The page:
UPSIDE Foods’ New ‘EPIC’ Facility Can Make 400,000 Pounds of Cultivated Meat a Year

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US-based UPSIDE Foods says it has completed construction on a production facility for manufacturing various types of cultivated meat and seafood. The Emeryville, California, facility, which it calls its Engineering, Production, and Innovation Center (EPIC), held a ribbon-cutting ceremony to celebrate the recent milestone.

The facility is “the latest in a series of developments as UPSIDE prepares to bring its products to consumers,” the company said in a statement. In addition to producing meat analogues, the facility will also be open for tours for consumers, with the goal to “demystify cultivated meat” for the average citizen.

Image courtesy of UPSIDE Foods.

An EPIC journey for cultivated chicken

UPSIDE, formerly Memphis Meats, is widely considered to be one of the earliest movers in the cultivated meat space. Founded in 2015, it was part of an IndieBio cohort for that year and over time has gone on to raise $206 million. 

Like other cultivated meat companies, UPSIDE uses the cells of animals to “grow” meat in bioreactors in a lab. Its main focus right now is on developing a chicken analogue using the cells of real chickens, which are harvested without actually slaughtering the animal. 

Currently, UPSIDE is focused on the US market, where it says regulatory approval to sell its cultivated meat is pending. The company hopes to get that approval by the end of 2021. 

“When we founded UPSIDE in 2015, it was the only cultivated meat company in a world full of skeptics,” Dr. Uma Valeti, CEO and Founder of UPSIDE Foods said in a statement. “When we talked about our dream of scaling up production, it was just that — a dream. Today, that dream becomes a reality. The journey from tiny cells to EPIC has been an incredible one, and we are just getting started.” 

Image courtesy of UPSIDE Foods.

Over 400,000 pounds of meat per year

The Emeryville facility is a 53,000 square foot campus that is “designed to produce any species of meat, poultry, and seafood” in ground and whole-cut form, according to the company.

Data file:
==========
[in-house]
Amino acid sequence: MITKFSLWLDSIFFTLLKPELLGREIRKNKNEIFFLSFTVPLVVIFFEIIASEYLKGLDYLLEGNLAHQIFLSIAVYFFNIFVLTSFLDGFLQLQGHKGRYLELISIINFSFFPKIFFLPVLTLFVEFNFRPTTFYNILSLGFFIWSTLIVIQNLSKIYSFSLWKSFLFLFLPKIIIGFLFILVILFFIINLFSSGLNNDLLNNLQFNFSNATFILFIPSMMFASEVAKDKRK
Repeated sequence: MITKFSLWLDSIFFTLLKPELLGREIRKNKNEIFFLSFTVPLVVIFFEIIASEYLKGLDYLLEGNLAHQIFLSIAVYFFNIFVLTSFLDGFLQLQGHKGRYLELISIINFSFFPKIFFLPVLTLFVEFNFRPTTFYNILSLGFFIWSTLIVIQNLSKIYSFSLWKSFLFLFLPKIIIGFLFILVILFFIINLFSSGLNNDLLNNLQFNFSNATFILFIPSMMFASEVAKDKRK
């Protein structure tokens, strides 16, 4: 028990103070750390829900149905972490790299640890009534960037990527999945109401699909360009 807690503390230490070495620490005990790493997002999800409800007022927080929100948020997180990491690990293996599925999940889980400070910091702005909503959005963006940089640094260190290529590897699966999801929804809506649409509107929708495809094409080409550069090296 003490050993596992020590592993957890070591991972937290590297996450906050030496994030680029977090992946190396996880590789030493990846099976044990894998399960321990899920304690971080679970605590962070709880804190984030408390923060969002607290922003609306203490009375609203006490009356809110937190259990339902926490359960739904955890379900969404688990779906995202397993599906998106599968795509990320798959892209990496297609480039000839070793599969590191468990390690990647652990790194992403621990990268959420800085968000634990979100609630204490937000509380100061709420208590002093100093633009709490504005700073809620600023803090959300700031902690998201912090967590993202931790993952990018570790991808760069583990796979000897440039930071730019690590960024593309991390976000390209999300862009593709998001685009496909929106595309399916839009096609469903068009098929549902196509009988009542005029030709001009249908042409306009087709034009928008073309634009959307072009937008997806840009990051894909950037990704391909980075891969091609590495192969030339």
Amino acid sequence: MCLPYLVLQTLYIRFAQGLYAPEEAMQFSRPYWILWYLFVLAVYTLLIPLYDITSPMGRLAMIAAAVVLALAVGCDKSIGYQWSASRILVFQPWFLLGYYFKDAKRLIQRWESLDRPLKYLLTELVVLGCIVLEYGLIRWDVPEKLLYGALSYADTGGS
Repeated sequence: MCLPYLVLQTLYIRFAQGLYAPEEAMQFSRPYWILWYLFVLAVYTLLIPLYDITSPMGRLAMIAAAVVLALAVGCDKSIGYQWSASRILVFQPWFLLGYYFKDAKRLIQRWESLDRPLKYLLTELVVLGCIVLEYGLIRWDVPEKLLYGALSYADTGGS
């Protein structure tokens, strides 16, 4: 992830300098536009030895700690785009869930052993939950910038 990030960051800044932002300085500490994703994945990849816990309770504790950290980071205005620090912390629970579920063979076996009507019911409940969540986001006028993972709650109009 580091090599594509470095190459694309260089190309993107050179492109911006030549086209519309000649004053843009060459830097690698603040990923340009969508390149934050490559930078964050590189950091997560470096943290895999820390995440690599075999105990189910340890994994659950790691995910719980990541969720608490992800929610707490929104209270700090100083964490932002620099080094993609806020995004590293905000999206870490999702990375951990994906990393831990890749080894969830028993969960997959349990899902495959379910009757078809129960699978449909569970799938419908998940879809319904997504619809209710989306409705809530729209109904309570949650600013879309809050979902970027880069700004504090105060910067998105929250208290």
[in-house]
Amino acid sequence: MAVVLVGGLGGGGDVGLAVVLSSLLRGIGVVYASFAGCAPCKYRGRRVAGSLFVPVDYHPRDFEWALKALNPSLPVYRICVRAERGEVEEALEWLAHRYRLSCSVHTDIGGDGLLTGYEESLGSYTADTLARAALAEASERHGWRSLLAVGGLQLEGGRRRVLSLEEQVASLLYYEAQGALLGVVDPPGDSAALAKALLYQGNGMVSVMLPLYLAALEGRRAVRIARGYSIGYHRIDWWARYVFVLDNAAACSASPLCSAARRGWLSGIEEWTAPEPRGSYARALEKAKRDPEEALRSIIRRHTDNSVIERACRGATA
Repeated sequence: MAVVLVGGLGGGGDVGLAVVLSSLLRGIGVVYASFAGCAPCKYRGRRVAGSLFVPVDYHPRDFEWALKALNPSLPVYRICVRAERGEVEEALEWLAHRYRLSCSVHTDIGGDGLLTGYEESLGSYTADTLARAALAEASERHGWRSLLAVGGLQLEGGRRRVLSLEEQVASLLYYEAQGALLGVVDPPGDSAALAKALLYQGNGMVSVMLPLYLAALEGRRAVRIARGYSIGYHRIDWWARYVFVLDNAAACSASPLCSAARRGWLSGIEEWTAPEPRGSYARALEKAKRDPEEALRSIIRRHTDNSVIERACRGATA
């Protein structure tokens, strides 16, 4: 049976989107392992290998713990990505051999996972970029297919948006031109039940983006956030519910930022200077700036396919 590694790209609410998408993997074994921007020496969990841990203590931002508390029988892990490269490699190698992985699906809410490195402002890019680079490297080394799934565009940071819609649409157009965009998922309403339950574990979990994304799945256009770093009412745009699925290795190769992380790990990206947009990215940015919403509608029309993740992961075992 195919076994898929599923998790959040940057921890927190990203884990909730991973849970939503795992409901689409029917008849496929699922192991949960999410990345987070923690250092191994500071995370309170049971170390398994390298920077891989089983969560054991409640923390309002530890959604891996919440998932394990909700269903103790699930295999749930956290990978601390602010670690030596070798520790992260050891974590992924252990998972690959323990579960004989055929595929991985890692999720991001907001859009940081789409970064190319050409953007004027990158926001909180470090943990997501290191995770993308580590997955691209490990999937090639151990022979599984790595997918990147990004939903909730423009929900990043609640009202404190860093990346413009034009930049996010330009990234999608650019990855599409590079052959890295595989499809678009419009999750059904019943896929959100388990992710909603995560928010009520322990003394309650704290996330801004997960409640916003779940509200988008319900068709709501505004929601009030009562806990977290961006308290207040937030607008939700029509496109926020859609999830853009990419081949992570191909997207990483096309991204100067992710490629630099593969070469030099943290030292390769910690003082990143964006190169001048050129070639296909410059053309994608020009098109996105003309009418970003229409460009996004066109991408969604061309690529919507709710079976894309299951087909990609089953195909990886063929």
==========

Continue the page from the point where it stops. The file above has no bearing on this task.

UPSIDE has custom-made, patented cultivators in the facility, and the company says these can produce “over 50,000 pounds of finished product” with a future capacity of over 400,000 pounds per year. UPSIDE will use the new plant to develop new products and processes to further scale up the business of making cultivated meat. 

Worth noting is that even as sales of plant-based meat soar and more cultivated meat companies talk about regulatory approval and commercialization, Americans are eating substantially more animal-based chicken meat than they used to; today’s average US consumer eats roughly 100 pounds of meat from chickens per year versus 50 pounds in 1970, according to Vox. The US produces around 44 billion pounds of chicken per year.

In all likelihood, it will be decades — at least — before the cultivated meat industry can put a dent in those numbers. A lot will depend on how successfully production facilities like UPSIDE’s new location can perform in terms of their ability to produce at scale. That, too, is the subject of ongoing debate.

Image courtesy of UPSIDE Foods.

Betting on the future of food

UPSIDE joins numerous other companies that have this year announced production facilities for their cultivated meat operations. Eat Just’s GOOD Meat division — the only company in the world right now with regulatory approval to actually sell cultivated meat — recently announced it will build the MENA region’s first-ever cultivated meat facility in Qatar. Others, including Mission Barns, Future Meat, and MeaTech have all announced facilities, too.

The UPSIDE facility will initially employ around 50 people across production, maintenance, quality and food safety, engineering, and general plant management.

“Today, our team at UPSIDE has made history,” said Dr. Konrad Müller-Auffermann, Senior Director of Engineering at UPSIDE. “This facility is a gamechanger not just for UPSIDE Foods, but also for the entire food system. I’m so proud of our team for helping to define the future of food, and I can’t wait to share our delicious, real meat with the world.”

Lead image courtesy of UPSIDE Foods.


  • Jenn Marston

    Jenn Marston is a writer and editor covering technology’s impact on food and agriculture systems and their surrounding communities. Prior to Green Queen, she was Senior Editor for food tech publication The Spoon and, before that, Managing Editor for Gigaom Research. She is devoted to helping educate and raise awareness about sustainable businesses, healthier and waste-free lifestyles, and other ways we can collectively build a better food system. She lives in Tennessee and has an enormous vegetable garden.

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